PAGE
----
Wildlife Law is a comprehensive and readable primer that provides an overview of U.S. wildlife law for a broad audience, including professionals who work with wildlife or who manage wildlife habitat, students across the spectrum of natural resource courses, landowners, developers, hunters, guides, and those associated with the field of private game ranching.
Authors Eric T. Freyfogle and Dale D. Goble are legal scholars who are experts in wildlife law. This book is the first ever to survey the entire field, covering state and federal law with a strong grounding in wildlife science. The writing style is lively and engaging, with descriptions of unusual and intriguing cases that illustrate key points and bring to life the importance and intricacies of the field.
The book includes thirteen chapters on topics such as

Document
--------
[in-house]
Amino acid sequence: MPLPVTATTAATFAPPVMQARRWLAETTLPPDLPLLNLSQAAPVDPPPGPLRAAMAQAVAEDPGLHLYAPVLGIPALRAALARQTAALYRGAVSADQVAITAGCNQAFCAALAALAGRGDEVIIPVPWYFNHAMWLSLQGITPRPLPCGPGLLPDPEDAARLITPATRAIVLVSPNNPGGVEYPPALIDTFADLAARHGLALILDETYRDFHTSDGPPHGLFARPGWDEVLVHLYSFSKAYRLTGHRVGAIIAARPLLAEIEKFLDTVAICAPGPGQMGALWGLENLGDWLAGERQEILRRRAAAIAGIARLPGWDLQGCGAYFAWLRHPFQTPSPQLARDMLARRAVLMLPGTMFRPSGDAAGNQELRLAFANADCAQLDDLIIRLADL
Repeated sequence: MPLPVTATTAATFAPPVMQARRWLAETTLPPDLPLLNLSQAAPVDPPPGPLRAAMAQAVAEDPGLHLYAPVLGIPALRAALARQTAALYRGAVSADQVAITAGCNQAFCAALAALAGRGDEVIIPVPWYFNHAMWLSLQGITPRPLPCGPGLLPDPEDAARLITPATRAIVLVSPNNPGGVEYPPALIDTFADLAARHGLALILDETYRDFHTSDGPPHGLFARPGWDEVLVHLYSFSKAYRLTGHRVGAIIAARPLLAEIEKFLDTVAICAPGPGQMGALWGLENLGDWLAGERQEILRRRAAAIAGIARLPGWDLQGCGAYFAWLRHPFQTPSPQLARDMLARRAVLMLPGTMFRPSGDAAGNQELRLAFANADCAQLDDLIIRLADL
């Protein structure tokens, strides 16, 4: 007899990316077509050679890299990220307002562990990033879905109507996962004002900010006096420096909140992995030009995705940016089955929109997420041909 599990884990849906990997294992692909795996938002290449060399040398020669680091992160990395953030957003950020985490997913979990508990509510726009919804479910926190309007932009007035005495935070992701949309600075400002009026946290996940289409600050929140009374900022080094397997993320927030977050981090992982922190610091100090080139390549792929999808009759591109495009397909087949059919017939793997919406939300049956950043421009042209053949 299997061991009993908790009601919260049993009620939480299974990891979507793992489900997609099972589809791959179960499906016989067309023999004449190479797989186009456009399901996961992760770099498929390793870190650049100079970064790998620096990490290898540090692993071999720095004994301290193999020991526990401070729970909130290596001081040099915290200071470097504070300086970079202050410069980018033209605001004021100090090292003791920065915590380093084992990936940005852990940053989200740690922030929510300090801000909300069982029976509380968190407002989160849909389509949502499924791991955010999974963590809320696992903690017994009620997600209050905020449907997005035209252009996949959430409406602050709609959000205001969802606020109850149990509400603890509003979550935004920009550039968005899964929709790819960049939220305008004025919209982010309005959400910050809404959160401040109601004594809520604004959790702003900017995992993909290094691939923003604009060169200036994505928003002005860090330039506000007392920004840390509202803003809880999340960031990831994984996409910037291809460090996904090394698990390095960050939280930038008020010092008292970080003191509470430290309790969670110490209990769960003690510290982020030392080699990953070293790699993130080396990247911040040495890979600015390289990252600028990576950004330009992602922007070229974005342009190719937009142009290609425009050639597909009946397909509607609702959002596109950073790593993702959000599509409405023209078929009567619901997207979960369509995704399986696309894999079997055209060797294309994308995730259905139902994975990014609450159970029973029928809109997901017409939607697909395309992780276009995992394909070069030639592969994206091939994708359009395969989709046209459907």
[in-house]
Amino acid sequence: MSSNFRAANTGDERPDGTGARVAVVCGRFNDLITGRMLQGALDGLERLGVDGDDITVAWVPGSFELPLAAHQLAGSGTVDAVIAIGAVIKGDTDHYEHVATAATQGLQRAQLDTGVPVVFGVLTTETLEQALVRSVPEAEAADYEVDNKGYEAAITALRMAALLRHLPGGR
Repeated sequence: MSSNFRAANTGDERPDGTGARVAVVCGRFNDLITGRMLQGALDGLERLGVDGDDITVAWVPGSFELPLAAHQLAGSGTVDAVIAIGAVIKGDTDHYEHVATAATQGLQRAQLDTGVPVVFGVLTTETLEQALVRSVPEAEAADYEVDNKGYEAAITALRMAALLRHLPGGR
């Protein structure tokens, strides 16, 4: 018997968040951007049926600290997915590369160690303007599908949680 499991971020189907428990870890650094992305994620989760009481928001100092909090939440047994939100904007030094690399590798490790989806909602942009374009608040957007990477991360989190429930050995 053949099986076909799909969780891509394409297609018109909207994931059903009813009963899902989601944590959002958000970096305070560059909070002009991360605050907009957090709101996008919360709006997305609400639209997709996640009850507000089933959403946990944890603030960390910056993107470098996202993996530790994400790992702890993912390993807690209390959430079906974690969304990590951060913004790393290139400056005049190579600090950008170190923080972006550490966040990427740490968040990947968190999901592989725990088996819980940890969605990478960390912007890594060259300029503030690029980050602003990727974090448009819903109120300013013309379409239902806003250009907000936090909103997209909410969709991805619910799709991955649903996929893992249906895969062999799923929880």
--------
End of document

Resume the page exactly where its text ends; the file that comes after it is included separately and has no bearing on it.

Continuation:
" what wildlife law is, what it covers, and what it seeks to achieve;
" constitutional issues and key federal statutes;
" wildlife liability issues, from spider bites to escaped zoo animals;
" state game laws, hunting and fishing rights of Indian tribes;
" and the Endangered Species Act.
Wildlife Law fills a long-standing gap in the literature and introduces readers to the basics of wildlife law while exploring such current controversies as endangered species protection, tribal fishing rights, game ranches, and the challenges of constructing wildlife corridors. It is a much-needed addition to the bookshelf of everyone working with or concerned about wildlife in the United States.